Alex Enumah in Abuja
The Abuja Division of the Federal High Court hearing charges of money laundering against former Attorney General of the Federation (AGF) and Minister of Justice, Mr. Bello Adoke (SAN), yesterday frowned at the manner the Economic and Financial Crimes Commission (EFCC) was going about with the trial.
Adoke is standing trial over alleged money laundering-related charges to the tune of N400 million.
He was re-arraigned along with an Abuja-based businessman, Mr. Aliyu Abubakar, before Justice Inyang Ekwo on June 17, 2020, on a seven count criminal charge bordering on money laundering and corruption.
They pleaded not guilty to the charges, and Justice Ekwo, after granting the bail application of the defendants, adjourned to August 3, 2020, for commencement of trial.
However, the trial could not commence yesterday as scheduled following an amendment of the charge by the prosecution.
When the matter was called, prosecution lawyer, Bala Sanga, informed the court of an amended charge he filed on the July 29, which was served on all the defendants.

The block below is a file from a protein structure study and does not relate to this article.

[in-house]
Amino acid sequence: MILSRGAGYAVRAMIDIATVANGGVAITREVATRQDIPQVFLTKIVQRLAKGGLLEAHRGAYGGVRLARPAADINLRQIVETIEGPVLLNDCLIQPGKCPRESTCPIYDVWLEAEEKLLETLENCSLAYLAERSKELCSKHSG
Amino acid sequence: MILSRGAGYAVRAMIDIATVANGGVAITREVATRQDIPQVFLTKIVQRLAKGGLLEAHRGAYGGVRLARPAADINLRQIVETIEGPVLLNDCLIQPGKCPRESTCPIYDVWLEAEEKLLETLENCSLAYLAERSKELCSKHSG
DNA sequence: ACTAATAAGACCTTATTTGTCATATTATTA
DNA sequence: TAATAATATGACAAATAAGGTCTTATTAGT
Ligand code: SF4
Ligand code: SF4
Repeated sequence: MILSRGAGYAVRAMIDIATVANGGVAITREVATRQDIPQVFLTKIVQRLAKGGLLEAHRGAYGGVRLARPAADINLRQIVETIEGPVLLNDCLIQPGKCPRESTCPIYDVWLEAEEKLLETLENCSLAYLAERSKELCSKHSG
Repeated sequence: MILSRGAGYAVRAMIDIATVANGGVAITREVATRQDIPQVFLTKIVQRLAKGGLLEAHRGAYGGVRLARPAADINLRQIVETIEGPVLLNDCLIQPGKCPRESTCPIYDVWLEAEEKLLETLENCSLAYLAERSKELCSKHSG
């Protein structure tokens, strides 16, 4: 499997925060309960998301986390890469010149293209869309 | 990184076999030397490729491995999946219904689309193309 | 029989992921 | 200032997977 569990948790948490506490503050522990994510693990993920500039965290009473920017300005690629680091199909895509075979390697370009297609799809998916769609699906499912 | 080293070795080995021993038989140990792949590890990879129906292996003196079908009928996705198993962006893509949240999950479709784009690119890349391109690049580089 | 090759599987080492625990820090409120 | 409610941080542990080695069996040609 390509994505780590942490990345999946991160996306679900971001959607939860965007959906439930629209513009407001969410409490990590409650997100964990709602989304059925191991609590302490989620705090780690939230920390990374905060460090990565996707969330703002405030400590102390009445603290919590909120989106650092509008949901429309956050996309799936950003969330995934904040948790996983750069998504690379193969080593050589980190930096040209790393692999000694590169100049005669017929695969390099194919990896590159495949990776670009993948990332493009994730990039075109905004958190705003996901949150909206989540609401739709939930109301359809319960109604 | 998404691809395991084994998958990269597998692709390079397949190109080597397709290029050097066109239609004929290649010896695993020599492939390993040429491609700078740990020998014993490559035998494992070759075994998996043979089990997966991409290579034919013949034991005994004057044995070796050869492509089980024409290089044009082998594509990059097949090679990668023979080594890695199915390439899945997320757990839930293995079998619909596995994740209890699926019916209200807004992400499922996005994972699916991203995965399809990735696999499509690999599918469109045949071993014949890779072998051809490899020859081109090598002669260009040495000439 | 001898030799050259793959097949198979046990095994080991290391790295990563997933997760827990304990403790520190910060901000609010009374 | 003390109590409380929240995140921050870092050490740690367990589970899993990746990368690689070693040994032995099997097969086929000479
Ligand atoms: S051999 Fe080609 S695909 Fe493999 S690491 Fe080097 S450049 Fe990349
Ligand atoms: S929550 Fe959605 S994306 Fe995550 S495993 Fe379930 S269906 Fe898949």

The commission increased the earlier charge from seven to 14 in the new charge.
While reacting, the judge expressed sadness that the anti-graft agency went ahead to file an amended charge few days to the commencement of the trial.
“From June 17 to July 17, you did nothing. That means you had one month, and you didn’t file the amended charge. Just few days to the trial, you filed an amended charge-a few days to when the commencement of the trial.
“Although you have freedom to amend your charge up to the time of judgment, I do not appreciate a situation where things are not done on time. This is a 2017 matter, and I was thinking I could fast-track it but now the prosecution has come up with an amendment,” he added.
While noting that he does not have the amended charge in the court file, the judge, however, added that he could not say anything about the amended charge.
He subsequently adjourned proceedings to August 4, 2020, for rearraignment on the amended charges and possibly hearing of the matter.
In the former seven-count charge, EFCC alleged that the defendants committed the money laundering offences involving over N400million in Abuja in September 2013.
The commission alleged that the funds were not only part of the proceeds of unlawful acts but that they also exceeded “thresholds outside a financial institution” and that the payments were done with the intention of concealing the origins of the funds contrary to section 15(2(a) of the Money Laundering Prohibition Act 2011 and punishable under section 15(3) of the same law.